rears had committed many crime*.
King William haa sent the sword thst
; Napoleon ILL surreaderad at Hedaa to
i l>e Lung lw*ide the one that Napcleon I.
gave np to Hlocber at Watevtao in ths
Praamsn Military Cofiege at Berlin.
, ** Krethreo," aoid a speaker at a late
miiuionarv meeting, " I want jtM to
tarn your barks cm thai Board of Mi-
I dona, tout greeatbeehs. I mean, and, if
von pmmme to speak to them, talk in
! over tonea."
A voting Mkiiigudrr placed his hand
on the muzzle of hit gun and his foot
on the hammer, saving to those present,
This is the war Jim Fairbanks shot
hi* hand to pie©.**," and tbew was a re
port of a gun. and a great hole through
| the middle of hi* ha%d.
There ia an improl*Me story thai a
j New Jersey ben mislaid au egg, when
; another ben sat on it and hatched it, and
! the original hen recognized her chicken ffl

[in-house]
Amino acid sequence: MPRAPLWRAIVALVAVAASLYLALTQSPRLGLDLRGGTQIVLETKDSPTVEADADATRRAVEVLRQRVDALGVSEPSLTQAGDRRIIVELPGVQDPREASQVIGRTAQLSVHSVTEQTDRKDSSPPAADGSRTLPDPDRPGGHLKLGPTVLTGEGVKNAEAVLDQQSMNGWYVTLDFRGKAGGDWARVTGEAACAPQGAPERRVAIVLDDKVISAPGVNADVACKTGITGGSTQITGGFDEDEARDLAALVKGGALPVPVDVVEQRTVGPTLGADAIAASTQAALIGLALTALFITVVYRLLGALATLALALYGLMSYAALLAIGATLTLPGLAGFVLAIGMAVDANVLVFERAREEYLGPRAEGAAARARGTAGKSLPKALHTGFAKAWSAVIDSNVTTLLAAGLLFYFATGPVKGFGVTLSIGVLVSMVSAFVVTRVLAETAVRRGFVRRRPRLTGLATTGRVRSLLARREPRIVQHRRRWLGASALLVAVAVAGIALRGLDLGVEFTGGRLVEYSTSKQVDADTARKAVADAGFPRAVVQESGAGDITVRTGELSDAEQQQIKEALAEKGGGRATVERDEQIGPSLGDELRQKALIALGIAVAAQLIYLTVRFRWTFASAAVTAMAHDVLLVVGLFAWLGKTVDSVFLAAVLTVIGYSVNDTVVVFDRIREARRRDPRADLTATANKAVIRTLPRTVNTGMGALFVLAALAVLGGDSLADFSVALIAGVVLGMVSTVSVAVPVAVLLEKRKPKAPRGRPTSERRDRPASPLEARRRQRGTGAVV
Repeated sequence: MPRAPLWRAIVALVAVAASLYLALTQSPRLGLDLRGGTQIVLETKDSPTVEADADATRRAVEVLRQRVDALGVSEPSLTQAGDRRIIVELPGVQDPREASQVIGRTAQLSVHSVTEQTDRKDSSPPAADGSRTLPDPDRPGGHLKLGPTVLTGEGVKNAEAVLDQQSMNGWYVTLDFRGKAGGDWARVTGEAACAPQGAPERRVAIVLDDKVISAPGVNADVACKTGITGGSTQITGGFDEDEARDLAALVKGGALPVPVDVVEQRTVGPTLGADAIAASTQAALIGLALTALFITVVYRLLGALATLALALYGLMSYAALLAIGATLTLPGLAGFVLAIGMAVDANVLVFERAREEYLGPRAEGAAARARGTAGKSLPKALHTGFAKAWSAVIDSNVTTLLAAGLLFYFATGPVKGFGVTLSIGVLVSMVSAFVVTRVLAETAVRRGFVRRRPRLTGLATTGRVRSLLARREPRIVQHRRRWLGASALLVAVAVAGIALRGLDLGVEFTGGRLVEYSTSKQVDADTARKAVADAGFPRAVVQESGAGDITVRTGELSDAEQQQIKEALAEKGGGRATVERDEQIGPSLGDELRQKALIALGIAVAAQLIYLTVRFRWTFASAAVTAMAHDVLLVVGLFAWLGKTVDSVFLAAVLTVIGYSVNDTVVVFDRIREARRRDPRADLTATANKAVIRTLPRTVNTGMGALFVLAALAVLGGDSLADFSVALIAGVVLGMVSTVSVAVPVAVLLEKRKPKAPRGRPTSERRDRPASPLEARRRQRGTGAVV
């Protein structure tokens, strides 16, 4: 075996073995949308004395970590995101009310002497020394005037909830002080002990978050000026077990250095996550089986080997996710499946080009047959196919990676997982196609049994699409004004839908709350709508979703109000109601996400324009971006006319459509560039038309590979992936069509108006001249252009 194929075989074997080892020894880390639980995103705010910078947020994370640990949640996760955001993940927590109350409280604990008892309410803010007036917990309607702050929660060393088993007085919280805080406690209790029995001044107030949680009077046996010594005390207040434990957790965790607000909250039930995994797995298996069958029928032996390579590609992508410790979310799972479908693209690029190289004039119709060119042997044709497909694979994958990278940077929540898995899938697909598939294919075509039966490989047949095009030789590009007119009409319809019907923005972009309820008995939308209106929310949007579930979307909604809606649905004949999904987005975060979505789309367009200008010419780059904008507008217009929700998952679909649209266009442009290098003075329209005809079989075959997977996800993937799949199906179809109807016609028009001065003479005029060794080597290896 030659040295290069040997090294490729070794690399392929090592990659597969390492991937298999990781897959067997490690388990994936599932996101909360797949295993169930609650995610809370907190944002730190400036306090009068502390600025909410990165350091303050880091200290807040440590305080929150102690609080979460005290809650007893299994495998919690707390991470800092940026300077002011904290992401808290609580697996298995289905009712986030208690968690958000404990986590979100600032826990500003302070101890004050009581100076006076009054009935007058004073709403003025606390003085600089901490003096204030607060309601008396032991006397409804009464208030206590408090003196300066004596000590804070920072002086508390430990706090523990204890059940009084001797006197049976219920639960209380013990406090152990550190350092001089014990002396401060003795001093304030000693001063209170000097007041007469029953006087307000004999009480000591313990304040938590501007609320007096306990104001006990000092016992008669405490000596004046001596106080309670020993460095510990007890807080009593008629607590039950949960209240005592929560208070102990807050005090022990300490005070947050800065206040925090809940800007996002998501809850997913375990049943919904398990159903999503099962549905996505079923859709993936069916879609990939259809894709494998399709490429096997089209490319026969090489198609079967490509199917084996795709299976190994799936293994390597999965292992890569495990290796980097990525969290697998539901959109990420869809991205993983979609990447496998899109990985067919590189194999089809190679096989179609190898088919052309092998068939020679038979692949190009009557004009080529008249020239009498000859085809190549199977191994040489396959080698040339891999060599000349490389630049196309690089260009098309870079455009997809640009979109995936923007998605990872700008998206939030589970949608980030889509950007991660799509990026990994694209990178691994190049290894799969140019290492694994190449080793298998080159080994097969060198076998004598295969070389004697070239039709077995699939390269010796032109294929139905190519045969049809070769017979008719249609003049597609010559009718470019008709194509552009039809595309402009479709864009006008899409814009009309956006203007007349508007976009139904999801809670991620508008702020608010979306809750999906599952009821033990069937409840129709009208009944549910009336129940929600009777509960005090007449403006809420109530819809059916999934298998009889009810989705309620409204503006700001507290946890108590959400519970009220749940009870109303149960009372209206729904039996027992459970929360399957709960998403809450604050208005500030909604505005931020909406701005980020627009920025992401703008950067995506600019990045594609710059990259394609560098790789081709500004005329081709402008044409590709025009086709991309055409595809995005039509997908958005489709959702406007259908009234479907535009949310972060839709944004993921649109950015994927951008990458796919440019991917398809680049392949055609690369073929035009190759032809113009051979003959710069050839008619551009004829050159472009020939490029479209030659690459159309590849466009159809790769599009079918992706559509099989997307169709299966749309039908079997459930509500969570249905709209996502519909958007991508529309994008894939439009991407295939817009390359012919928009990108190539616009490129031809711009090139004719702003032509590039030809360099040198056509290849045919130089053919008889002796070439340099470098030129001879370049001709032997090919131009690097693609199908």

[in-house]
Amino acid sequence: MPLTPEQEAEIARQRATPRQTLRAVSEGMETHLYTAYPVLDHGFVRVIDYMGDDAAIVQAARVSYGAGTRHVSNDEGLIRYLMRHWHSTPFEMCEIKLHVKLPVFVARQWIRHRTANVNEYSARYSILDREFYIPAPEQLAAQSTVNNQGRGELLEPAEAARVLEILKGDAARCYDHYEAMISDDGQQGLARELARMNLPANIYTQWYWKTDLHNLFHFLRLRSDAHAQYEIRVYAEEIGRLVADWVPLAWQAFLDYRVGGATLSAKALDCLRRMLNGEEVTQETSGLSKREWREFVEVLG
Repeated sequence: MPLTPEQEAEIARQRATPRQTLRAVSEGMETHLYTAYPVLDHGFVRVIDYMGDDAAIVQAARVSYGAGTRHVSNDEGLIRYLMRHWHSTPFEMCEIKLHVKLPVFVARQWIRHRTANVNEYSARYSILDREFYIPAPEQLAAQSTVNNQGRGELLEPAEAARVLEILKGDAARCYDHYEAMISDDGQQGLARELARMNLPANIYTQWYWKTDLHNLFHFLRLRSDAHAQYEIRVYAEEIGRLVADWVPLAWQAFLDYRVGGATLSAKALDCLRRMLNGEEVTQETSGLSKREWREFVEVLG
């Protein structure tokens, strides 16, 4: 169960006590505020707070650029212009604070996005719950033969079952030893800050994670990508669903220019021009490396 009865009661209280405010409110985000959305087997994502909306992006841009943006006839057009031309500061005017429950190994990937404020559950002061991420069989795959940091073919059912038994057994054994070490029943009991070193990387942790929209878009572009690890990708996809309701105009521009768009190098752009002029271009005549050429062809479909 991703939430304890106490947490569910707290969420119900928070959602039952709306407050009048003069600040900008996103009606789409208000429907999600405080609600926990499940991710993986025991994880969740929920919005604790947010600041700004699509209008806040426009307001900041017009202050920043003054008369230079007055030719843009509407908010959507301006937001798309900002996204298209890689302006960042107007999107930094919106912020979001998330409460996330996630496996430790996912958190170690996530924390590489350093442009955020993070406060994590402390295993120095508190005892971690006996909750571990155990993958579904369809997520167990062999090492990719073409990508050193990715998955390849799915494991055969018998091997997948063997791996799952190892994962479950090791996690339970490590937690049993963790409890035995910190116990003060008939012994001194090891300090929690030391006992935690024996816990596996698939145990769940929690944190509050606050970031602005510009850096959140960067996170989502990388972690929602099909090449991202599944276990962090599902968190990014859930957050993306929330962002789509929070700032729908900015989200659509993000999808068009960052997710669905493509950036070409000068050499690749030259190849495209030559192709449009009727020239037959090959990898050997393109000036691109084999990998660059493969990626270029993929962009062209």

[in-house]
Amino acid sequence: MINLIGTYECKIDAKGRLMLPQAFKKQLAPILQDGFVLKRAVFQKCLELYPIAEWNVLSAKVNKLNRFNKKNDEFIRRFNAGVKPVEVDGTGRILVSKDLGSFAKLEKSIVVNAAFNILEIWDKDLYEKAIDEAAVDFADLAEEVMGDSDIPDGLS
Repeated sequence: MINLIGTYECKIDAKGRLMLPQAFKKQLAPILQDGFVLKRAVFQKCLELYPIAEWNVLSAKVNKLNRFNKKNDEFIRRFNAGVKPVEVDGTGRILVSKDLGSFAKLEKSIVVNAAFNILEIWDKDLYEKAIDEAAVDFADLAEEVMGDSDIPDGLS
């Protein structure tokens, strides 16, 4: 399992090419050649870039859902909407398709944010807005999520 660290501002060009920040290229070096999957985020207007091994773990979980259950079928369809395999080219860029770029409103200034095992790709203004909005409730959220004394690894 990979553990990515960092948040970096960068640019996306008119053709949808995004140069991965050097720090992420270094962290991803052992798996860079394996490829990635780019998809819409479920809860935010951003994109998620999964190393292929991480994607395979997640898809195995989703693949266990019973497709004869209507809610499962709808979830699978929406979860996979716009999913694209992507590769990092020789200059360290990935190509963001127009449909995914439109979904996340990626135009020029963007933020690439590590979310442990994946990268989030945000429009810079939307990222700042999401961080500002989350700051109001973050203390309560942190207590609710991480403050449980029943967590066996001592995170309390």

after it was hatched. The setting hen
•laimed a "fowl," but the ampin* has
riot yet given his deciskm.
Water ia in many points of view, a
•angular reflection at perio.lio.il litera
ture For instance, it cornea out in
' beet*, and when a auffieieut quantity is
• owned, it is collected into volumes, but
how tuaar sheet* erf water it takes to
make a vwume it I# difficult to my.
A in Cooneccicnt has Lnveotsd
and published a most ingmuouac deader,
good for three bondred yea M. and
printed on paper the rise of a visiting
rsud. If any man, after wring it three
I hundred yeaa. isn't satisfied with it,
the publisher will give him another free.
A couple who* united in the "holy
" 1 Kinds, " AA, in Newport, R. L, lately,
i had no particular preference aa to which